Donít waste my time either. Nurses leave supervisors/managers, rather than organizations. A manager focusing on weaknesses, rather than building on strengths, sets the stage for low morale. I agree that basic grammar skills, commitment, and a sincere interest in the position are modest expectations. However, opportunities for career growth are rarely found under the supervision of an unyielding critic.
    tnmarie and Ruby Vee like this.
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    Attitude has a great deal to do with professionalism, and it is difficult to hide a poor attitude. Someone who belittles the CNAs has, IMO, a bad attitude. Someone who refers to younger nurses as young snots, also has a bad attitude. These are the kind of people that I feel would be more likely to bully their coworkers, and I do not want them on my unit. Much of the criteria I look at when evaluating a new hire is objective. Job history and education are objective. But one must rely on some subjective observations as well. Another manager might not give as much consideration to comments like the ones above, but in my subjective opinion, these kinds of people are trouble. And yes, people can appear to have a good attitude, but I have found that it does come out at some point during the interview.

    Quote from samadams8
    With respect, honestly, how in the world does that come close to anything objective? What I mean is that as striving for objectivity should be there--while looking for or against a particular attitude can cloud balance in thinking and understanding. Attitudes can appear "good" or "bad." What in the world do you mean by "attitude?" I am asking this b/c I truly believe people should be evaluated in a fair and objective ways--at least as much as it is possible.

    I say this b/c it almost smacks, IMHO, of a huge part of the problem in nursing in general. "Let's hire for 'LIKEABILITY' over all else."

    People that are strong, independent critical thinkers can frequently be misunderstood by others as having a "less than likeable attitude."

    I am sure that you strive to incorporate many things into your analysis and evaluation of potential candidates, and I am also certain that the process can be far from objective. But balance and objectivity, at least by my ethics, has to be what leads one's thinking in these situations. The very person that you or the unit's "influential others" may consider as having a certain "attitude" may end up being one of the strongest nurses for your patients as well as the whole team. "Different and independent thinker" does NOT mean trouble. Unfortunately there are those that can be threatened by free thinkers. Those that feel threatened can try to undermine people with great potential.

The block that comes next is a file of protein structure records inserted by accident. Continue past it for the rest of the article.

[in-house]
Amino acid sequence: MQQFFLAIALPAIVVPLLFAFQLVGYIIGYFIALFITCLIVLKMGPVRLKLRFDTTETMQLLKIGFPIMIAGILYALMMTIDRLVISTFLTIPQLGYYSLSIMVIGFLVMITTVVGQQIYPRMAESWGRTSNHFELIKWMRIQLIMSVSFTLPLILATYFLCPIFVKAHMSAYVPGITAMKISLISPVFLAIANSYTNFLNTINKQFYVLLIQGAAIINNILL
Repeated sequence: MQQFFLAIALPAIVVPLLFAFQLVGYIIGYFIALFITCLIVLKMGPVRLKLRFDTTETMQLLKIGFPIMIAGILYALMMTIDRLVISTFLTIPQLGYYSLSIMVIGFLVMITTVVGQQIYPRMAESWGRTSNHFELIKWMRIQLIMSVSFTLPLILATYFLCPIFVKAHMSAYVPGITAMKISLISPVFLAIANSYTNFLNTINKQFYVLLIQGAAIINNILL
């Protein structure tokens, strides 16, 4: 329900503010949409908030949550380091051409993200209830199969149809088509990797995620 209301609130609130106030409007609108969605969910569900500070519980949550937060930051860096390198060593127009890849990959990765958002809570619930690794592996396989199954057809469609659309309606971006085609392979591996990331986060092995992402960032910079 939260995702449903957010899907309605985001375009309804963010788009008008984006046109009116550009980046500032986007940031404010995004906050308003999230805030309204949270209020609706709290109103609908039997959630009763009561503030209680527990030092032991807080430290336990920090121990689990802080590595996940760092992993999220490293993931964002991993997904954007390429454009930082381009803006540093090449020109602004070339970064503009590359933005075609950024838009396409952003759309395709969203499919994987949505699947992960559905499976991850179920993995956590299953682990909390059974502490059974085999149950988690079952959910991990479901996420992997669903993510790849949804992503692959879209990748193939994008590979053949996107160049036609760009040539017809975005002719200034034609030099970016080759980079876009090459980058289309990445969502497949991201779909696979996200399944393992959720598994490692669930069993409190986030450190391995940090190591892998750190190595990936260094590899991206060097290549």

No doubt, yours is a tough job. I just want to clarify and at least believe for now that the tone/meaning of "attitude" involves something much more than what it often can tranlate to in today's world of "likeability above all else."
    gaylarn4 and nursegirl75 like this.
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    Several people here seem to place a negative connotation on fitting in and on the culture of a nursing unit. This is not always the case. A nurse who feels that the aides are there only to take orders would not fit in on a floor where there is more of a teamwork culture between all staff. And an older nurse who feels entitled to the best shifts would not fit into a floor where the culture is that everyone works their share of off shifts. I know the culture on my unit very well. The staff is diverse, but cohesive. It would be irresponsible of me to bring a new hire onto the unit who might disrupt this cohesiveness. Not only would this affect staff, it would affect patient care as well. I'm just not sure how wanting to hire people who will work well with established staff equates to lateral violence. Of course there is conflict on my unit. It is impossible to have 48 staff and not have conflict. But when it occurs, it is addressed. Please don't assume that all units and all managers are like your previous unit. I for one truly do have both the patients and the staff's best interest at heart. And I think that all of the managers I currently work with feel the same way.

    Quote from wish_me_luck